Normative systems and actors in tension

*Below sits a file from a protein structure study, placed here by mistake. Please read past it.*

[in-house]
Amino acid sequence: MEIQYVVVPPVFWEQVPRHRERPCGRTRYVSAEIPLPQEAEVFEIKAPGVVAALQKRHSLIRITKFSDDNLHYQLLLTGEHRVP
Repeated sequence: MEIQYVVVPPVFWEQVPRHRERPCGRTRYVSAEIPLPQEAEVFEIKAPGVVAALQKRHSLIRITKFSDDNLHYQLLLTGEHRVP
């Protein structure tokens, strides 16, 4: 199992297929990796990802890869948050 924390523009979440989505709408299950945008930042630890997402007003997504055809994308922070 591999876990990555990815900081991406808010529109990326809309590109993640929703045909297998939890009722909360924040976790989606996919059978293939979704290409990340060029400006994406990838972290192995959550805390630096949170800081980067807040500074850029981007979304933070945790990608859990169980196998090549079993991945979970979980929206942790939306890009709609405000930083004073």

Despite the assumed State supremacy, religion-based non-state actors take up many of the functions of the State. This situation confuses the exact nature of secularism that contemporary Ghana formally promises to be. Vitally, tensions arise when the different religious and legal authorities insist on the application of their respective legal norms. The nature of these tensions begs further investigation. This chapter, in other words, deals with the overlapping interactions between the different normative actors by particularly looking at instances in which these actors cooperate and also compete with each other. Given that the various normative sources and powers lead to tension, the chapter calls for the need to pay heed to the different dynamism of tension in society. The chapter’s uniqueness to the overall contribution of this study lies in the fact that it details typologies of tensions operative in contemporary Ghana, paying heed to three different but overlapping categories of tension in society.